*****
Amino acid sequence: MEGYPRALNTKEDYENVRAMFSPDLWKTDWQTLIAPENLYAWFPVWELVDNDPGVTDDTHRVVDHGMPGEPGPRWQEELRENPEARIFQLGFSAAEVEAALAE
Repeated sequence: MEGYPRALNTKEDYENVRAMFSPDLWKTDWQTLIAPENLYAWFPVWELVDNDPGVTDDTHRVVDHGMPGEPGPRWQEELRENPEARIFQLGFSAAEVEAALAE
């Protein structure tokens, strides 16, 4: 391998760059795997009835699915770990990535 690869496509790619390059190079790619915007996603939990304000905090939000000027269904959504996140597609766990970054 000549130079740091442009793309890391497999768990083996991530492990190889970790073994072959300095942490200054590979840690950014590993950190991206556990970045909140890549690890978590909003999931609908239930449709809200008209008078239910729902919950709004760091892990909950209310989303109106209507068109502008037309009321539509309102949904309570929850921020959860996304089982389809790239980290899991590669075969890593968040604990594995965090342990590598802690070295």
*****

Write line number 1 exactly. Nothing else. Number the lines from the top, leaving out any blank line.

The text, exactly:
Amino acid sequence: MEGYPRALNTKEDYENVRAMFSPDLWKTDWQTLIAPENLYAWFPVWELVDNDPGVTDDTHRVVDHGMPGEPGPRWQEELRENPEARIFQLGFSAAEVEAALAE